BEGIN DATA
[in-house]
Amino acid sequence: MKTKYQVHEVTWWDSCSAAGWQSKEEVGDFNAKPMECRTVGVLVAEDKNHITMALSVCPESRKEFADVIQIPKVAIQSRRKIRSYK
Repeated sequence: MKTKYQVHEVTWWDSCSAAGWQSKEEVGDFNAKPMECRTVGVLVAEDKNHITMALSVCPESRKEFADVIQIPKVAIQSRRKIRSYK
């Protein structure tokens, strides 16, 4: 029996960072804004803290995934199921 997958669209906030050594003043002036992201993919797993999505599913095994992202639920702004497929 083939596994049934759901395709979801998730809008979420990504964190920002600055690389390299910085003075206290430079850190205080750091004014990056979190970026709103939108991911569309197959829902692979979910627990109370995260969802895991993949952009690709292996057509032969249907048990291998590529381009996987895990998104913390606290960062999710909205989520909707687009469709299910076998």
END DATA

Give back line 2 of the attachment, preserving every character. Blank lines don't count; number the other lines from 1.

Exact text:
Amino acid sequence: MKTKYQVHEVTWWDSCSAAGWQSKEEVGDFNAKPMECRTVGVLVAEDKNHITMALSVCPESRKEFADVIQIPKVAIQSRRKIRSYK